Letters (Nov 14)

Dudster,
when we moved to your neighborhood in 1968 I thought our new home was so beautiful and modern, compared to the previous second floor apartment we had lived in. Well, because it was a house and it had a backyard.

All the houses on our street were the same except for the color of the decorative mosaics. Ours was turquoise blue, yours was yellow I think. They were built in rows of 4 or 5 attached one-story townhouses with flat roofs. The front doors would open into an alley and face the backyards of the next row. Yours was across from our front door. All backyards were divided by brick walls and all had a small rectangle mosaic lined pool, maybe 1 foot deep, perfect for a goldfish. (Once we had a goldfish in there but it committed suicide by getting tangled in a small piece of plastic that was floating in it.)

An iron staircase (same color as the mosaics) led up to the roof. That was our playground too. My dad had built a small playhouse for my sister and me, I guess out of old wooden boxes and we painted it in bright colors, we were so happy.

The roofs of our row of houses were connected and boundaries were only marked by a short concrete ledge that was easily surmounted. But we had to step lightly because the neighbors could hear us if we jumped or ran around.



Our complex, if you can call it that, ended at a large long wall that belonged to the Sheraton Hotel. So all of the rows of houses were lined on one side by the garden wall of the hotel.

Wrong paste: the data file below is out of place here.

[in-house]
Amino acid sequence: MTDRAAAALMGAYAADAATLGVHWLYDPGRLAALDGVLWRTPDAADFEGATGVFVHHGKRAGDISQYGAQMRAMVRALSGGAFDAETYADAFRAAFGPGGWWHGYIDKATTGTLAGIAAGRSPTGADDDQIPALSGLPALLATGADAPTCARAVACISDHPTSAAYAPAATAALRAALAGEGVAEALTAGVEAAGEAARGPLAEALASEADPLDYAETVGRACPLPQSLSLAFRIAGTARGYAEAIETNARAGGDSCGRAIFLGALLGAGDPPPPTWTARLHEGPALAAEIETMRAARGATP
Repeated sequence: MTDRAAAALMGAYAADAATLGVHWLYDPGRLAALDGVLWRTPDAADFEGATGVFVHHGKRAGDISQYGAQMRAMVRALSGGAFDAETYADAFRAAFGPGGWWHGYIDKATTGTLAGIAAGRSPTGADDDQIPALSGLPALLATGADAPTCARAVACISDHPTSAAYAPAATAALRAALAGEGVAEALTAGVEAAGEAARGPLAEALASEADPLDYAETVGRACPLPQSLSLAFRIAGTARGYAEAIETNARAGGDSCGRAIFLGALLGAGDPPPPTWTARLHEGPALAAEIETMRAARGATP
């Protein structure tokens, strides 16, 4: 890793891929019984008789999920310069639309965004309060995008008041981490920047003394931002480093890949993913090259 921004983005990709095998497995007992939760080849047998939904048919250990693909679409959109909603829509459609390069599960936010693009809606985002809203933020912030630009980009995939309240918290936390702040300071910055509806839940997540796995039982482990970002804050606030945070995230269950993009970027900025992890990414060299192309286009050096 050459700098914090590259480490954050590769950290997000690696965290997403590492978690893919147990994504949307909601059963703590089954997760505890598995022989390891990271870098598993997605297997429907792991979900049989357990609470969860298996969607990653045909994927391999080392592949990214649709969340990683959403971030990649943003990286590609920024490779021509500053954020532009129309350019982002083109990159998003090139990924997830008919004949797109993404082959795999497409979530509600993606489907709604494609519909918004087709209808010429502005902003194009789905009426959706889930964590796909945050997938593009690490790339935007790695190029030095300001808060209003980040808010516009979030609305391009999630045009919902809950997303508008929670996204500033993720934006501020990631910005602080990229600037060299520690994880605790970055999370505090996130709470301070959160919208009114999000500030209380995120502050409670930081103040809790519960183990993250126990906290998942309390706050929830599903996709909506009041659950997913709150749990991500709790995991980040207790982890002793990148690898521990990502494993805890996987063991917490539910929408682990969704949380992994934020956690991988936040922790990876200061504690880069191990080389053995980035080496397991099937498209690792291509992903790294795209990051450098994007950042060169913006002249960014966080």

We often climbed over the roofs to the last house that was closest to the hotel wall and we would look into the grounds and watch hotel guests at the pool or the bar.
In the summer the hotel often hosted weddings and concerts on the weekends. We would jump the roofs to sit on the ledge of the hotel wall and listen to the music. 
Once they had set up BBQ grills right along the wall below us. Of course we had the brilliant idea that we could taste the wonderful kebabs that the cook was grilling. 
So, we got some of my mom's clothes-line, some clothes-pins and a few plastic bags and lowered them down. Then we coaxed the cook to hand us some food. We were about 6 kids up there and having a ball. He humored us and I am sure he could have gotten into lots of trouble.   
Well, I can't deny it that we were trouble.

Here is a Google Earth snapshot of that neighborhood. Unfortunately multiple stories have been added to the nice little one-story bungalow homes and many have been converted to businesses. Ours apparently has been an embassy for a while.






NaBloPoMo November 2015


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